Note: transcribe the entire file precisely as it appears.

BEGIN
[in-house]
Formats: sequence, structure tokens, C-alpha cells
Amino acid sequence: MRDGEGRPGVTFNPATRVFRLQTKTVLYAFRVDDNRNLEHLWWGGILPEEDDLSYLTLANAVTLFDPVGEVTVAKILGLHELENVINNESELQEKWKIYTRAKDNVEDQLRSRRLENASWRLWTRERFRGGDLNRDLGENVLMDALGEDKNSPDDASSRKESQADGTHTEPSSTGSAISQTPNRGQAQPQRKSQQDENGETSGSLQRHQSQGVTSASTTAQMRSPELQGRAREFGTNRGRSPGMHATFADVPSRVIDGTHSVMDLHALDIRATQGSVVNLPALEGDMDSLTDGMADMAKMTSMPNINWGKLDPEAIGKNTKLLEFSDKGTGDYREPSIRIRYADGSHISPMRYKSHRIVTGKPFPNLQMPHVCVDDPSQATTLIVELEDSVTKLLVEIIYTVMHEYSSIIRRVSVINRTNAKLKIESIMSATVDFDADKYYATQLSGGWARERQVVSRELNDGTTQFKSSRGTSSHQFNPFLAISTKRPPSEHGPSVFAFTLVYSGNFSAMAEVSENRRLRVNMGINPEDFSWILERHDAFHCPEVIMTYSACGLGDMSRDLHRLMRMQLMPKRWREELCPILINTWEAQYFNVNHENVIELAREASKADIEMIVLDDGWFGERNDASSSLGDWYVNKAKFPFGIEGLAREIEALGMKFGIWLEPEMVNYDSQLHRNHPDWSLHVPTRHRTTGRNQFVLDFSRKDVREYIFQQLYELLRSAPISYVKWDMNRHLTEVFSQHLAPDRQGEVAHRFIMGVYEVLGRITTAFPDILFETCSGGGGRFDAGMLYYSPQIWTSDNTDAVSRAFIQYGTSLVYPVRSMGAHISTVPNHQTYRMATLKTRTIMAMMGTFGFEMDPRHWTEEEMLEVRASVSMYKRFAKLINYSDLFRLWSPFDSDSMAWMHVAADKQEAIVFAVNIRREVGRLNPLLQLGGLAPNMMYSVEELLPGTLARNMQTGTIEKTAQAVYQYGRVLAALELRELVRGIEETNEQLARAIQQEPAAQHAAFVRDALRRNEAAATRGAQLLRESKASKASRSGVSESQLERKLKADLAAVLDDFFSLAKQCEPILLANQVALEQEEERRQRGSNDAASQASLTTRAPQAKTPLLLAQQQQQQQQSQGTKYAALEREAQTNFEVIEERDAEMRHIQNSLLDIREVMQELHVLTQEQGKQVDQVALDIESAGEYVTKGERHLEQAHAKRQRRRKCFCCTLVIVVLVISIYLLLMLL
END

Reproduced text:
[in-house]
Formats: sequence, structure tokens, C-alpha cells
Amino acid sequence: MRDGEGRPGVTFNPATRVFRLQTKTVLYAFRVDDNRNLEHLWWGGILPEEDDLSYLTLANAVTLFDPVGEVTVAKILGLHELENVINNESELQEKWKIYTRAKDNVEDQLRSRRLENASWRLWTRERFRGGDLNRDLGENVLMDALGEDKNSPDDASSRKESQADGTHTEPSSTGSAISQTPNRGQAQPQRKSQQDENGETSGSLQRHQSQGVTSASTTAQMRSPELQGRAREFGTNRGRSPGMHATFADVPSRVIDGTHSVMDLHALDIRATQGSVVNLPALEGDMDSLTDGMADMAKMTSMPNINWGKLDPEAIGKNTKLLEFSDKGTGDYREPSIRIRYADGSHISPMRYKSHRIVTGKPFPNLQMPHVCVDDPSQATTLIVELEDSVTKLLVEIIYTVMHEYSSIIRRVSVINRTNAKLKIESIMSATVDFDADKYYATQLSGGWARERQVVSRELNDGTTQFKSSRGTSSHQFNPFLAISTKRPPSEHGPSVFAFTLVYSGNFSAMAEVSENRRLRVNMGINPEDFSWILERHDAFHCPEVIMTYSACGLGDMSRDLHRLMRMQLMPKRWREELCPILINTWEAQYFNVNHENVIELAREASKADIEMIVLDDGWFGERNDASSSLGDWYVNKAKFPFGIEGLAREIEALGMKFGIWLEPEMVNYDSQLHRNHPDWSLHVPTRHRTTGRNQFVLDFSRKDVREYIFQQLYELLRSAPISYVKWDMNRHLTEVFSQHLAPDRQGEVAHRFIMGVYEVLGRITTAFPDILFETCSGGGGRFDAGMLYYSPQIWTSDNTDAVSRAFIQYGTSLVYPVRSMGAHISTVPNHQTYRMATLKTRTIMAMMGTFGFEMDPRHWTEEEMLEVRASVSMYKRFAKLINYSDLFRLWSPFDSDSMAWMHVAADKQEAIVFAVNIRREVGRLNPLLQLGGLAPNMMYSVEELLPGTLARNMQTGTIEKTAQAVYQYGRVLAALELRELVRGIEETNEQLARAIQQEPAAQHAAFVRDALRRNEAAATRGAQLLRESKASKASRSGVSESQLERKLKADLAAVLDDFFSLAKQCEPILLANQVALEQEEERRQRGSNDAASQASLTTRAPQAKTPLLLAQQQQQQQQSQGTKYAALEREAQTNFEVIEERDAEMRHIQNSLLDIREVMQELHVLTQEQGKQVDQVALDIESAGEYVTKGERHLEQAHAKRQRRRKCFCCTLVIVVLVISIYLLLMLL